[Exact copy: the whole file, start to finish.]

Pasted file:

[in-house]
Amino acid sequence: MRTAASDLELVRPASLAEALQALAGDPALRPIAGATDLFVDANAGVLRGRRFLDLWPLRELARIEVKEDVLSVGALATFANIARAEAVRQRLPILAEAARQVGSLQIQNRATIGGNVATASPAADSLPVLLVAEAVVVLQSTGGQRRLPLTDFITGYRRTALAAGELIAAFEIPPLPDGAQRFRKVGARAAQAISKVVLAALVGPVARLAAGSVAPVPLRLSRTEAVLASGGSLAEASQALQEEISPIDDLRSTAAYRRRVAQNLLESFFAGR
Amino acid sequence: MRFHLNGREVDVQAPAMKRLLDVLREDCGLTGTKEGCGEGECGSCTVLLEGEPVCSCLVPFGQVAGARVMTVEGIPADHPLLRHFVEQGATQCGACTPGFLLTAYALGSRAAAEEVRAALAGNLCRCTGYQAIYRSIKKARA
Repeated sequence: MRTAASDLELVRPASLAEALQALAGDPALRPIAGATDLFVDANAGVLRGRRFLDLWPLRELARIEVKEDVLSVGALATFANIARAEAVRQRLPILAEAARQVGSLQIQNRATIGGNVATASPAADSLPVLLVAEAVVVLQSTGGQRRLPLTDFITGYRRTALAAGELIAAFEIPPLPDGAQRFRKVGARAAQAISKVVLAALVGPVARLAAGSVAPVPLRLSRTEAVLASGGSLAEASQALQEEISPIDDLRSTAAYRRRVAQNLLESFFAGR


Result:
[in-house]
Amino acid sequence: MRTAASDLELVRPASLAEALQALAGDPALRPIAGATDLFVDANAGVLRGRRFLDLWPLRELARIEVKEDVLSVGALATFANIARAEAVRQRLPILAEAARQVGSLQIQNRATIGGNVATASPAADSLPVLLVAEAVVVLQSTGGQRRLPLTDFITGYRRTALAAGELIAAFEIPPLPDGAQRFRKVGARAAQAISKVVLAALVGPVARLAAGSVAPVPLRLSRTEAVLASGGSLAEASQALQEEISPIDDLRSTAAYRRRVAQNLLESFFAGR
Amino acid sequence: MRFHLNGREVDVQAPAMKRLLDVLREDCGLTGTKEGCGEGECGSCTVLLEGEPVCSCLVPFGQVAGARVMTVEGIPADHPLLRHFVEQGATQCGACTPGFLLTAYALGSRAAAEEVRAALAGNLCRCTGYQAIYRSIKKARA
Repeated sequence: MRTAASDLELVRPASLAEALQALAGDPALRPIAGATDLFVDANAGVLRGRRFLDLWPLRELARIEVKEDVLSVGALATFANIARAEAVRQRLPILAEAARQVGSLQIQNRATIGGNVATASPAADSLPVLLVAEAVVVLQSTGGQRRLPLTDFITGYRRTALAAGELIAAFEIPPLPDGAQRFRKVGARAAQAISKVVLAALVGPVARLAAGSVAPVPLRLSRTEAVLASGGSLAEASQALQEEISPIDDLRSTAAYRRRVAQNLLESFFAGR